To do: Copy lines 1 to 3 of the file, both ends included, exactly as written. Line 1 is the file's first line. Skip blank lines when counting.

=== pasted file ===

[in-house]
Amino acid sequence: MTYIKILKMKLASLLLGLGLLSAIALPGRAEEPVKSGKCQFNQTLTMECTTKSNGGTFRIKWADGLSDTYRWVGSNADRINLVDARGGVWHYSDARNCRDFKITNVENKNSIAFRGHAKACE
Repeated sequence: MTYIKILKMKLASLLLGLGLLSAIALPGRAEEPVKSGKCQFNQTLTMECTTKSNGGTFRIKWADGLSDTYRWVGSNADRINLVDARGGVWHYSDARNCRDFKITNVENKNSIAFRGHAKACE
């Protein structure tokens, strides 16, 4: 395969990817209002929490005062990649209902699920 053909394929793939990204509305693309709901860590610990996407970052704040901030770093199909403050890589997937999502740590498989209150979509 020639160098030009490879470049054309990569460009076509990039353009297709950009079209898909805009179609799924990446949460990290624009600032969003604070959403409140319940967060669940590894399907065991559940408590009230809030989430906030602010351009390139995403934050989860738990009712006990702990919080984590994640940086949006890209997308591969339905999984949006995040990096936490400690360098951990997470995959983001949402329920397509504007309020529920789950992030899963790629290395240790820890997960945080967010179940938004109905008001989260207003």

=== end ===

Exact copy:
[in-house]
Amino acid sequence: MTYIKILKMKLASLLLGLGLLSAIALPGRAEEPVKSGKCQFNQTLTMECTTKSNGGTFRIKWADGLSDTYRWVGSNADRINLVDARGGVWHYSDARNCRDFKITNVENKNSIAFRGHAKACE
Repeated sequence: MTYIKILKMKLASLLLGLGLLSAIALPGRAEEPVKSGKCQFNQTLTMECTTKSNGGTFRIKWADGLSDTYRWVGSNADRINLVDARGGVWHYSDARNCRDFKITNVENKNSIAFRGHAKACE